Neil Godbey is President/CEO of The Godbey Group and Chairman/CEO of Advanced Plan for Health (APH). Neil’s management background includes urgent care and occupational medicine clinics, mobile diagnostics, hospital and nursing home management, start-up managed care organizations, IPAs, HMOs, and hospital strategic mergers, acquisitions, and development.
Furthermore, Neil has negotiated the sale or purchase of over 75 health care companies, including health plans, tertiary care centers, physician group practices, and other health care companies. All in all, it is safe to say that Mr. Godbey is one of the industry’s best versed experts in population health management and data analytics. In fact, his expertise and commitment helped streamline the creation of the most advanced data risk engine available to help improve population health in general.
Drawing from this experience, Mr. Godbey recently published a pair of bylined articles full of health management insights and advice. Below are a few highlights from those articles.
For brokers and consultants to retain self-funded employers as customers, they need to provide them with a clear view of their plan as well as steps to improve performance.
Later, Neil provides a few examples:
Looking at claims data and comparing costs to national benchmarks — adjusted for regional cost variation — can uncover hotspots where an employer may have opportunities to address with better policies that address patients’ needs.
Data trends should be keyed to per-member, per month cost to level-set the field, account for fluctuation in employee levels and the resulting change in the number of covered families. This will help determine if a few high-cost patients skewed one particular year, which in turn influences stop-loss and reinsurance decisions
In another byline published in Employee Benefit News on June 28, 2016, “Views: New Workforce Health Analytics Tools Zero in on Unnecessary Health Costs,” Neil explains that:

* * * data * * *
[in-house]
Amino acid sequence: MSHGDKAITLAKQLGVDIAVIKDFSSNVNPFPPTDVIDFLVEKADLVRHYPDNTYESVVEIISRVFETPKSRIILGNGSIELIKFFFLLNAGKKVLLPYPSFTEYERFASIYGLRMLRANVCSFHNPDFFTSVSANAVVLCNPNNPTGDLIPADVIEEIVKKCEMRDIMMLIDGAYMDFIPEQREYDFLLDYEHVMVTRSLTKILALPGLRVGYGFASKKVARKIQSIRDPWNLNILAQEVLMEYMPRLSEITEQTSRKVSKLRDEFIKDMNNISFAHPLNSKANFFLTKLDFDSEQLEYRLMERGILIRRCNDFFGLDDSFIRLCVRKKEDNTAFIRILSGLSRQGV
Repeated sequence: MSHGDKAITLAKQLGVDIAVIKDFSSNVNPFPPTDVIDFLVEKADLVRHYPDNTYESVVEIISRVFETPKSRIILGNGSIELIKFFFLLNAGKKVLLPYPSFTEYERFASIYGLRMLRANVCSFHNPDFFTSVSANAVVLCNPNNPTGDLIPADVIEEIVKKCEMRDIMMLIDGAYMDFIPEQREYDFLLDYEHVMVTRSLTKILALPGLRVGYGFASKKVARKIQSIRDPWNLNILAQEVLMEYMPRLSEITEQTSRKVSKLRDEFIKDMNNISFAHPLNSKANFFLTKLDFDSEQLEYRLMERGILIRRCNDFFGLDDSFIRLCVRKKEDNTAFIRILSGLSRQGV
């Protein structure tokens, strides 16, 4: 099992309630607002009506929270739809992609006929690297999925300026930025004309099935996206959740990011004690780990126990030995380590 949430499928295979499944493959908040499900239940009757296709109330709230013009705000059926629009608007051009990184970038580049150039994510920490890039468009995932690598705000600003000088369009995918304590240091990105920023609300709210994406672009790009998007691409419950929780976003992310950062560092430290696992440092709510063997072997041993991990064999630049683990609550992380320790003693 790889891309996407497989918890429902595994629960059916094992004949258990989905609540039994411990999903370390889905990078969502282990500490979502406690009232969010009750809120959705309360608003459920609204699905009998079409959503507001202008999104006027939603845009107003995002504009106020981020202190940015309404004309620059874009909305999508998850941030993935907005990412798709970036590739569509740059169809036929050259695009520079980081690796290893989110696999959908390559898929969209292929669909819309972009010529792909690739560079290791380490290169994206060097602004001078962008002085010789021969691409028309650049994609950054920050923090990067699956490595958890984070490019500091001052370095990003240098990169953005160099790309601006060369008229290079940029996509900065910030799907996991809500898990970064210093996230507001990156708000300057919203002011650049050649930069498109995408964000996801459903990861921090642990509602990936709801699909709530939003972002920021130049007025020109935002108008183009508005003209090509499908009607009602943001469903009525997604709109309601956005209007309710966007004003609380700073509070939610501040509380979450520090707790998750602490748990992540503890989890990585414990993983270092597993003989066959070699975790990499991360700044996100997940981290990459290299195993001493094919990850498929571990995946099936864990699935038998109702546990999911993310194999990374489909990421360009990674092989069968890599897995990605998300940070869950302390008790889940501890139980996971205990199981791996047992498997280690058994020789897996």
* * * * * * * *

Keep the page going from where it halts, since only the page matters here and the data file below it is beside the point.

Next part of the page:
5% of an organization’s employees can account for 50% or more of an employer’s healthcare expense.
With the right analytics system, you don’t have to be a data scientist to…improve your health claims outlay….
Benefits managers should leverage [predictive modeling engines] to identify and address common patterns of behavior that significantly increase medical costs.
These might include:
· Creating more granular medication lists. Are employees using non-formulary, compounded or specialty drugs when a cost-saving generic would have the same result? Custom reports catalog unique behaviors such as patients using multiple pharmacies.
· Reining in multiple specialists/multiple PCP scenarios. Some patients may use multiple specialists and multiple primary care docs. Coordinating care under a single PCP can reduce costs.
· Generating next-generation ER utilization reports. Encouraging patients to use urgent care—and avoid the ER copay—can boost a health plan’s bottom line. But you have to know more about ER utilization than you do now to learn when they’re being used inappropriately and predict when it might happen next.
· Improving chronic care. Wellness programs, preventive medicine and case managers all can help at risk populations take better care of themselves and avoid ER visits. But you will have to track the results.
The advice that Mr. Godbey provides in these articles is well-founded, actionable and based on years of experience and success in evidence-based solutions. If you would like to learn more, please visit www.mypoindexter.com or click here to request an Opportunity Assessment, and you will receive advice specific to your unique population and needs.